### Dynamic Response » Transfer Functions and the Transfer-Function Diagram » Example: Temperature Response

As an example, consider a liquid-in-glass thermometer immersed at time t_{0} = 0 into a bath of fluid having temperature T_{F} (the final bath temperature). If the thermometer reads T_{0} before immersion, it will start to move toward T_{F} after immersion and will display a temperature T(t) that moves toward T_{F} over some period of time. The rate at which heat is transferred to the thermometer depends on the temperature difference T(t) - T_{F}, often in a linear relationship, so the displayed temperature will move faster at first and gradually move more slowly toward T_{F} as the temperature difference becomes small.

A linear relationship between the time rate of change in temperature and the temperature difference between the sensor and the bath can be represented by a first-order linear differential equation like dT(t) / dt = (T_{F} - T(t)) / 𝜏, where 𝜏 is a constant that determines the rate at which the sensor responds to its environment and T_{F} is the final temperature. This equation has an exponential solution, such that T(t) approaches T_{F} but never reaches that value, as shown in the figure. This first-order response is characteristic behavior for many sensors and electronic components of sensors.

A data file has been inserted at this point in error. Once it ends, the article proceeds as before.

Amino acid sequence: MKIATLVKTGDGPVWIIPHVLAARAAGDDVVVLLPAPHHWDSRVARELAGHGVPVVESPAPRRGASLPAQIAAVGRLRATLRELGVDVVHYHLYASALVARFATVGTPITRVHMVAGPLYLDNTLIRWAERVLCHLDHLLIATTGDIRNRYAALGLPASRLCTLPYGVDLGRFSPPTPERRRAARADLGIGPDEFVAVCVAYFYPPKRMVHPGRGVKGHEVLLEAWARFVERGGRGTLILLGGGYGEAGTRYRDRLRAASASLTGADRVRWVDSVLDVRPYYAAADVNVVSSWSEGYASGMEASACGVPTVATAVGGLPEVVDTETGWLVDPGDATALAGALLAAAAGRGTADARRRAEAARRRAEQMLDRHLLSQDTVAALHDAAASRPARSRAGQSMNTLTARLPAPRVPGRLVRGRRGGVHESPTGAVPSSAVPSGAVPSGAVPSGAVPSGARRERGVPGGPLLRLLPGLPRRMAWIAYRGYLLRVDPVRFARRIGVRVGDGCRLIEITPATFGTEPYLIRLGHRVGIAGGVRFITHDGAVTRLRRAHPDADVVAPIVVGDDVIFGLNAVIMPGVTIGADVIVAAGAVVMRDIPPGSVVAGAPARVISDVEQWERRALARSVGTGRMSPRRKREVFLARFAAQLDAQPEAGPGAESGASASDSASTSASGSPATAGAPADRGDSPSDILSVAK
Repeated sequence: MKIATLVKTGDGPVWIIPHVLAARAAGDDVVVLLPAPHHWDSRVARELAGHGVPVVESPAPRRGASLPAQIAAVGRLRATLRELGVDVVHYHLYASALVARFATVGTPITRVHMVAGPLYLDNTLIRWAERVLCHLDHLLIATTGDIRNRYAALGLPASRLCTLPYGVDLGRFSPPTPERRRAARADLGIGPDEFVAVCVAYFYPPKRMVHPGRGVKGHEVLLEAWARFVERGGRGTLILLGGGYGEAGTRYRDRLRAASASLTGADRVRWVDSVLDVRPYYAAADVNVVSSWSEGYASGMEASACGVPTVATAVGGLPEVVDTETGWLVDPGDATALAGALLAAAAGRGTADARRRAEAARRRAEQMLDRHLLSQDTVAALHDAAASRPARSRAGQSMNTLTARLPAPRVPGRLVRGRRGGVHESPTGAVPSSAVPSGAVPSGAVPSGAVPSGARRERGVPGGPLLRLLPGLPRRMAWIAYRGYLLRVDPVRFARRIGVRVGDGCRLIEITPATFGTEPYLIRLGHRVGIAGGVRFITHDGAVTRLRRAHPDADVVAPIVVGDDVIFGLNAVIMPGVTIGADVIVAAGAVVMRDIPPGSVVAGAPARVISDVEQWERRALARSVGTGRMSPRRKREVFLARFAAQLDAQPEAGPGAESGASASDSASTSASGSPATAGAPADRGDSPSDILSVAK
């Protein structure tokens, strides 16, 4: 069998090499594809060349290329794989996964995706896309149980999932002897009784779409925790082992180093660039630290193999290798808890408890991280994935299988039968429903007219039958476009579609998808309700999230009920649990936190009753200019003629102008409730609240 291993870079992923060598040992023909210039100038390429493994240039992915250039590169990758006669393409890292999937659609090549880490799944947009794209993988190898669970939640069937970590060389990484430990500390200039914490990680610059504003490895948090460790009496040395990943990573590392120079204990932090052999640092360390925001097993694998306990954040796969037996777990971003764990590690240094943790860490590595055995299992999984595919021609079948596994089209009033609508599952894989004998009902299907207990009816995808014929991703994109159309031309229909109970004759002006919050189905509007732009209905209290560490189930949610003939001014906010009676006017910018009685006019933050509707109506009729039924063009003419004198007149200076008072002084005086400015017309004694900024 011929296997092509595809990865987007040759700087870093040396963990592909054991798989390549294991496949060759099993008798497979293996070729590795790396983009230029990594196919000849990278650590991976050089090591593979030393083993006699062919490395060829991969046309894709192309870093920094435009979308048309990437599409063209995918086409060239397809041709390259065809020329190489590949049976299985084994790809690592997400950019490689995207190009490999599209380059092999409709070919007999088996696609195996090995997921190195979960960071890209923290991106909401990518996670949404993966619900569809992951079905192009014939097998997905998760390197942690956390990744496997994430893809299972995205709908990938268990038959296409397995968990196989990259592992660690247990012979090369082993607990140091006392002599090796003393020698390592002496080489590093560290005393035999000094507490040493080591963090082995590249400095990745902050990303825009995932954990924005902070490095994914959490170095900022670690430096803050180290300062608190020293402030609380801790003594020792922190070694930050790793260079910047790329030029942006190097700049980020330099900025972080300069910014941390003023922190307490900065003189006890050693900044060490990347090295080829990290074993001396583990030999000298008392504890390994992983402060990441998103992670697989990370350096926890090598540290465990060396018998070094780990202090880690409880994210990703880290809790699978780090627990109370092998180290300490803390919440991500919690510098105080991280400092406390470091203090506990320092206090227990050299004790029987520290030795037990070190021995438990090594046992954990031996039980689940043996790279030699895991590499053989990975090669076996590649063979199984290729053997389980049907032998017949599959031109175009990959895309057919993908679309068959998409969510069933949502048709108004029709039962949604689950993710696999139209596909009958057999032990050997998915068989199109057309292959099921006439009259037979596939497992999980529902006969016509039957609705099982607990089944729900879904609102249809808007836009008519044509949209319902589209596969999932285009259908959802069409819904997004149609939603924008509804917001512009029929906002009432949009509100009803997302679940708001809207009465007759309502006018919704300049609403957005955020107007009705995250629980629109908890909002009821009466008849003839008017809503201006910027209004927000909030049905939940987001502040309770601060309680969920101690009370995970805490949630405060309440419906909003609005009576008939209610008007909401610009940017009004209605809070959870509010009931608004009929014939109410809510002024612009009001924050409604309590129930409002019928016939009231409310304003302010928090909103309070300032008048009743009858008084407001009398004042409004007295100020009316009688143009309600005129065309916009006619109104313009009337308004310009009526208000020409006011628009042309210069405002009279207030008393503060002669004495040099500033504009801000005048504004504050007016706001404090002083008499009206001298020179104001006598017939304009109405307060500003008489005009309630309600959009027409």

The response of a first-order sensor with time constant 1. The temperature to which the sensor is exposed (x) is shown as the green line and the measured temperature (M) as the blue line. At t = 0, x abruptly changes from 0 to T_{f} = 1. Image from NCAR/EOL.

#### Question

Select whether the statement refers to a static performance characteristic or a dynamic performance characteristic.

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